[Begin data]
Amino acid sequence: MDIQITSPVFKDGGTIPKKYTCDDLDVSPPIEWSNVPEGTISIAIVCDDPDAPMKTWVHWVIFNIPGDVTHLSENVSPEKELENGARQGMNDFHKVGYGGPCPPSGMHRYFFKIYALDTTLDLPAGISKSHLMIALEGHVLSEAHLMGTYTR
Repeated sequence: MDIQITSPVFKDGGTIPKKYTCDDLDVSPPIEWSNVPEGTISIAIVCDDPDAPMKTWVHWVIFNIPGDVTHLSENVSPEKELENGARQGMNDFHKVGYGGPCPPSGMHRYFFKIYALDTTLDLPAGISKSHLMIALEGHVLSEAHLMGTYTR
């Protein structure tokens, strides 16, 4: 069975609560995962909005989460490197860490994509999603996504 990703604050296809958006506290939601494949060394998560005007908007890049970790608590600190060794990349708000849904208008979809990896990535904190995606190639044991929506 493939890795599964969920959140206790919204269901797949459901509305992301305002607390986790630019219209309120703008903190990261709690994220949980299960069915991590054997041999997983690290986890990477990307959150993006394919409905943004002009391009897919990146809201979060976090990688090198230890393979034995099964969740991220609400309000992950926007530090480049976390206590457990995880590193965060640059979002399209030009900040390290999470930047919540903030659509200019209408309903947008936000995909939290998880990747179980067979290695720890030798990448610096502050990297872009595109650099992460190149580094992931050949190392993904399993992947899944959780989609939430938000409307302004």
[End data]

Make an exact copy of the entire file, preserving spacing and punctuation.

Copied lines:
Amino acid sequence: MDIQITSPVFKDGGTIPKKYTCDDLDVSPPIEWSNVPEGTISIAIVCDDPDAPMKTWVHWVIFNIPGDVTHLSENVSPEKELENGARQGMNDFHKVGYGGPCPPSGMHRYFFKIYALDTTLDLPAGISKSHLMIALEGHVLSEAHLMGTYTR
Repeated sequence: MDIQITSPVFKDGGTIPKKYTCDDLDVSPPIEWSNVPEGTISIAIVCDDPDAPMKTWVHWVIFNIPGDVTHLSENVSPEKELENGARQGMNDFHKVGYGGPCPPSGMHRYFFKIYALDTTLDLPAGISKSHLMIALEGHVLSEAHLMGTYTR
């Protein structure tokens, strides 16, 4: 069975609560995962909005989460490197860490994509999603996504 990703604050296809958006506290939601494949060394998560005007908007890049970790608590600190060794990349708000849904208008979809990896990535904190995606190639044991929506 493939890795599964969920959140206790919204269901797949459901509305992301305002607390986790630019219209309120703008903190990261709690994220949980299960069915991590054997041999997983690290986890990477990307959150993006394919409905943004002009391009897919990146809201979060976090990688090198230890393979034995099964969740991220609400309000992950926007530090480049976390206590457990995880590193965060640059979002399209030009900040390290999470930047919540903030659509200019209408309903947008936000995909939290998880990747179980067979290695720890030798990448610096502050990297872009595109650099992460190149580094992931050949190392993904399993992947899944959780989609939430938000409307302004």